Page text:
Social And Professional Networking: What Should You Do?
- Social And Professional Networking: What Should You Do?
- January 15, 2010
- From the January 2010 Riker Danzig Labor and Employment ALERT
- Stephanie R. Wolfe
- Area(s) of Practice:
- Labor & Employment Law
The use of electronic technology to network is no longer something which will occur in the future. It is the present and companies which ignore this development do so at their own risk. Recent events underscore the potential problems facing companies when their employees use social and business networking sites - for example, Facebook, LinkedIn, MySpace, and Twitter - now available to the public. The purpose of this Alert is to highlight some of the issues that social and professional networking may raise for employers, give an overview of some of the laws that may be implicated and offer a few rules of thumb to follow when handling employees' networking activities.
Issues Confronting Employers
Employers should consider whether to use or encourage their employees to use networking techniques as part of their business activities. If so, employers must then consider what, if any, limitations they should place on such use and whether to monitor the networking. Good reasons to monitor such activity include maintaining or improving employee productivity and protecting against disclosure of confidential and/or proprietary information. Companies should also consider whether, as a matter of course, they will use social and professional networking sites to gather information about potential and current employees or other business contacts.
Possible Legal Implications
There is not yet much law on the responsibilities and potential liability of companies for social and professional networking by their employees, but courts and government agencies are beginning to consider the legal implications of networking. History also teaches us that it is only a matter of time before this area will be regulated by legislatures, governmental agencies and courts.
Employers may be vulnerable to various tort claims (e.g., invasion of privacy, defamation, negligent hiring and retention, negligent supervision, intentional and negligent infliction of emotional distress) depending on their use or ignorance of what current (or potential) employees post on social networking sites. For example, an employer who does not review publicly available information on networking sites about an applicant and fails to discover that the applicant engages in violence or other criminal conduct could be vulnerable to a negligent hiring claim if the applicant is hired and later injures a customer or vendor.
Both employers and employees may be vulnerable to breach of contract claims, if, for example, either violates the terms of an employment agreement or company policy pertaining to the use of electronic media in the course of using networking sites. In addition, companies should be vigilant to ensure that employees do not disclose or otherwise misappropriate proprietary information, even innocently, when using networking sites. For example, if an employee discusses research on a new product on Facebook, her employer will want to have the reference removed by persuading the employee to do so or by obtaining a court order, if necessary. Similarly, if an employee agrees to maintain the confidentiality of a company's customer list, but then mentions by name a particular customer on Facebook with whom he had a business meeting, the company may want to take action informally or formally under breach of contract and misappropriation claims.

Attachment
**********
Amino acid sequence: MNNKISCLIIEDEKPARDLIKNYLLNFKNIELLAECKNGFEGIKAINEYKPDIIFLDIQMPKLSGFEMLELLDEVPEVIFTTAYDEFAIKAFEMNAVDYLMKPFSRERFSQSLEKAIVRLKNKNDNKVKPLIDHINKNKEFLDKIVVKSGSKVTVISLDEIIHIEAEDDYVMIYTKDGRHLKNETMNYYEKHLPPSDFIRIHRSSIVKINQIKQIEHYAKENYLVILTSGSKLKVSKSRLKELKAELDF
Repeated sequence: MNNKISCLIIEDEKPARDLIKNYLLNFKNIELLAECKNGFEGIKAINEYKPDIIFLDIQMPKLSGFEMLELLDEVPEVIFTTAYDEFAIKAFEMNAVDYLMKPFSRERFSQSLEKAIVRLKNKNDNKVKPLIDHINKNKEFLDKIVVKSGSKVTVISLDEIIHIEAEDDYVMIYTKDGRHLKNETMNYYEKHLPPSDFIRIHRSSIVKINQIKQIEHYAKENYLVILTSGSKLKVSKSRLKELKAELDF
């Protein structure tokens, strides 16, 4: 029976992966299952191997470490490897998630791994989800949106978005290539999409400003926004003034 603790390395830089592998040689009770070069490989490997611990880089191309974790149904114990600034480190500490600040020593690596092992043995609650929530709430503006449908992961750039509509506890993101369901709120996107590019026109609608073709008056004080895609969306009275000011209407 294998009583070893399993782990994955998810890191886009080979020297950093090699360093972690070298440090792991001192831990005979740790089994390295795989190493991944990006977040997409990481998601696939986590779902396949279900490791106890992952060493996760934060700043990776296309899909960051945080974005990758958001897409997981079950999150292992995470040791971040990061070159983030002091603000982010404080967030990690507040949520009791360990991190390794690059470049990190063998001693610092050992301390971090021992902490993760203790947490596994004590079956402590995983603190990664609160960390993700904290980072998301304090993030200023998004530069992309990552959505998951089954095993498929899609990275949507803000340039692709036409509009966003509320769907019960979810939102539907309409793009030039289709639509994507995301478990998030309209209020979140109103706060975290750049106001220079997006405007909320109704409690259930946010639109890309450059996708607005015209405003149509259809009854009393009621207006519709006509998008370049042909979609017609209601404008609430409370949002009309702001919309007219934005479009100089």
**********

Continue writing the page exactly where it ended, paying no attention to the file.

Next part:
The anti-discrimination laws should also not be ignored. Networking sites may reveal information about prospective or current employees' membership in a protected class, e.g., religious beliefs, sexual orientation, age, race, gender, etc. If a supervisor "friends" an employee on Facebook and learns of that person's protected status, it could come back to haunt the company. Basing hiring or promotion decisions on information found on networking sites could easily run afoul of anti-discrimination and anti-retaliation laws.
Moreover, harassing comments directed toward an employee by a co-employee of which the employer should be aware could give rise to hostile work environment liability. Consider the example of Continental Airlines pilot Tammy Blakey. She brought suit against her employer, claiming the airline was liable for a hostile work environment as a result of defamatory statements posted by her fellow employees on an electronic bulletin board maintained by Continental.